Party leaders and senior MPs have been meeting Theresa May to try to find a compromise on Brexit after her withdrawal deal was rejected by MPs.
But Labour’s Jeremy Corbyn called the talks a “stunt” and will not take part unless a “no deal” Brexit is ruled out.
Senior politicians on all sides have also been meeting with cabinet ministers to try to find a way forward.
The PM will publish a new plan on Monday with a full debate and key vote scheduled for Tuesday, 29 January.
Speaking outside Downing Street after talks on Wednesday night with the Lib Dems, SNP and Plaid Cymru, Mrs May called on MPs to “put self-interest aside”.
“It will not be an easy task, but MPs know they have a duty to act in the national interest, reach a consensus and get this done,” she said.
Who is the PM meeting?
The prime minister is holding meetings with various party leaders as well as Tory Brexiteers and the DUP – both of whom rejected her withdrawal deal earlier this week – on Thursday.
BBC assistant political editor Norman Smith said that Environment Secretary Michael Gove, Cabinet Office Minister David Lidington and Brexit Secretary Steve Barclay are also holding talks with senior opposition politicians.
So far, Mrs May has met with:
- Ian Blackford, the SNP’s Westminster leader
- Liz Saville Roberts, Plaid Cymru’s Westminster leader
- Sir Vince Cable, Lib Dem leader
- Caroline Lucas, the Green Party’s only MP
- Tory Brexiteer Nigel Evans
- Nigel Dodds, DUP Westminster leader
- Arlene Foster, DUP leader
And ministers and senior Tories have been arriving at Downing Street to continue talks with parliamentarians and MPs from other parties, including:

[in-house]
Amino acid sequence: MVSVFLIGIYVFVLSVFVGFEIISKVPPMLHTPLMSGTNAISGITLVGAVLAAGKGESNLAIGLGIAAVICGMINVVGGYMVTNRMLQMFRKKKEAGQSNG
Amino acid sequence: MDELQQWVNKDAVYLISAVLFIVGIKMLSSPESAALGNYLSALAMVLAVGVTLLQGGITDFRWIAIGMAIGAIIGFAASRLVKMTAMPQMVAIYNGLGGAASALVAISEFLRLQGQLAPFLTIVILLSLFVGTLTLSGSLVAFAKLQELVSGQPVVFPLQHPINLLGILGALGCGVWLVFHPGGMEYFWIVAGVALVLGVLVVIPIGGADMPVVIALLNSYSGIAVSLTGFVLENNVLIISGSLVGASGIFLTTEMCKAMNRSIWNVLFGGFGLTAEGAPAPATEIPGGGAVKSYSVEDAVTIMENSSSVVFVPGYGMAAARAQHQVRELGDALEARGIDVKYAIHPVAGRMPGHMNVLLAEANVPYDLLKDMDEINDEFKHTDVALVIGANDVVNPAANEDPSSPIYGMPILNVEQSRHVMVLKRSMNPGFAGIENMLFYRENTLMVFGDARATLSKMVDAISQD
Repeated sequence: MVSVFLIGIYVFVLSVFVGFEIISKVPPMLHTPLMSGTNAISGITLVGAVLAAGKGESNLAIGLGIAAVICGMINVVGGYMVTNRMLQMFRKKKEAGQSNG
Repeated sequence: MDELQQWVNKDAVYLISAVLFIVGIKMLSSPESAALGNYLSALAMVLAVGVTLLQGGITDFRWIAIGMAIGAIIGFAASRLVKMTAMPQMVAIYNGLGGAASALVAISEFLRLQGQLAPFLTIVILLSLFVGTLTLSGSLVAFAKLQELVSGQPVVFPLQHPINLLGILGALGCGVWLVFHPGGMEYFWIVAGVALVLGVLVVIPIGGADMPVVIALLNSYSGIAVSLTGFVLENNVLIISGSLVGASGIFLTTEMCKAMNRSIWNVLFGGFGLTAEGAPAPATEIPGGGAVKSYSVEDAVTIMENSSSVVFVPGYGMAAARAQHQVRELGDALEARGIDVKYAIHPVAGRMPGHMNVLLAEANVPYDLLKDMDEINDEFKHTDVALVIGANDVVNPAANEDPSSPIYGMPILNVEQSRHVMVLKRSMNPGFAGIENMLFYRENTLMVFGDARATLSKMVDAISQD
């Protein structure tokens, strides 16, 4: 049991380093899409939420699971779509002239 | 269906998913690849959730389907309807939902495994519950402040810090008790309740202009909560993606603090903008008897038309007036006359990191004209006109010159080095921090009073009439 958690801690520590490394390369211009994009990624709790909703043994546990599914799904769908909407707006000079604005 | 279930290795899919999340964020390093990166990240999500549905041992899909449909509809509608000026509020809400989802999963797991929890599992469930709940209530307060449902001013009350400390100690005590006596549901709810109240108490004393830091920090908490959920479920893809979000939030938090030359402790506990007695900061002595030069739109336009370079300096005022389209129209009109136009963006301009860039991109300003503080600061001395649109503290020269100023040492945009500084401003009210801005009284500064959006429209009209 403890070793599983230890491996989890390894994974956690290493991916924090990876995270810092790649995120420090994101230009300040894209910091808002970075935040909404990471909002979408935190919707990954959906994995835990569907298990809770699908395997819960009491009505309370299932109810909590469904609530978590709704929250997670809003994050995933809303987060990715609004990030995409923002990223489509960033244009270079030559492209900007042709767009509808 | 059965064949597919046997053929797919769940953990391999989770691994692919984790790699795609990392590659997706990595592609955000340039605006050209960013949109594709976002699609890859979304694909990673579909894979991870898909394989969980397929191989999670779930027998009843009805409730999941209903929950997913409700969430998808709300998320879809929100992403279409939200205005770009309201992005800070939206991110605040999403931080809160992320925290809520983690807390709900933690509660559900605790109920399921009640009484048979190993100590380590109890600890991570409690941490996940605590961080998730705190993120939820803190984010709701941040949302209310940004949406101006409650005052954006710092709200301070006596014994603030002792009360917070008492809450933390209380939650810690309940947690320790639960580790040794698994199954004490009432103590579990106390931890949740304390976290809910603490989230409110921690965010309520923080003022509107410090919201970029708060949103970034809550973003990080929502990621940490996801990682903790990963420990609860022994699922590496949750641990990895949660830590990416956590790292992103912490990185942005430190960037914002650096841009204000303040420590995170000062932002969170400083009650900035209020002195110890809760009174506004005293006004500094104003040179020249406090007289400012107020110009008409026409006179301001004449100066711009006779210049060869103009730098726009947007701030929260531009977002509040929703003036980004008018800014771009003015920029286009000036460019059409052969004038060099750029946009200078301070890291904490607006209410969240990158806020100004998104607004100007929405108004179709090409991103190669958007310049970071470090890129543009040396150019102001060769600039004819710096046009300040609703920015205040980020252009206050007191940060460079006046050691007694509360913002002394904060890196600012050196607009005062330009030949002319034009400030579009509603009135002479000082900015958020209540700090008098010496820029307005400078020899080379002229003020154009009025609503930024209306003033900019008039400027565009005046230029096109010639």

- Tory colleagues Owen Paterson, Iain Duncan Smith, David Davis, Mark Francois and Steve Baker
- Sir Graham Brady, chairman of the 1922 Committee of Tory backbenchers
- Cheryl Gillan, MP for Chesham and Amersham and a vice-chair of the 1922 Committee
- Hilary Benn, Labour MP and chairman of the Brexit select committee
- Adam Price, Plaid Cymru leader
- Yvette Cooper, Labour MP
- Nicky Morgan, Conservative MP
- Shailesh Vara, Conservative MP
- Tom Brake, Lib Dem MP and the party’s Brexit spokesman
- Jo Swinson, MP and deputy Lib Dem leader
Corbyn’s red line
In a speech in Hastings Mr Corbyn, the leader of the opposition, said he was “quite happy” to talk with Mrs May, but she had to rule out a no-deal Brexit.
The Labour leader urged Mrs May to “ditch the red lines” and “get serious about proposals for the future”.
He said: “With no-deal on the table, the prime minister will enter into phony talks just to run down the clock and try to blackmail MPs to vote through her botched deal on a second attempt by threatening the country with the chaos that no-deal would bring.”
Mr Corbyn said the “best outcome” was to call a general election to “break the deadlock”.
What do MPs say happened in their meetings?
The SNP’s Westminster leader, Ian Blackford, said that the extension of Article 50 – the two year mechanism that means the UK leaves the EU on 29 March – the ruling out of a no-deal Brexit, and the option of a second EU referendum would have to form the basis of future discussions.
Party leader and Scotland’s First Minister Nicola Sturgeon tweeted that the talks were just “time wasting” if the prime minister was not prepared to consider another referendum, rule out a no-deal Brexit or to extend Article 50.
Plaid Cymru’s Westminster leader, Liz Saville Roberts, said they were “committed to finding a real solution” but “that means taking a no deal Brexit off the table and a People’s Vote on our European future”.
Liberal Democrat leader Sir Vince Cable said he was encouraged by Mrs May’s “willingness to talk about these issues in detail”. The preferred choice of the party is another referendum.
Following her meeting on Thursday, Green MP Caroline Lucas said the PM refused to rule out a no-deal Brexit.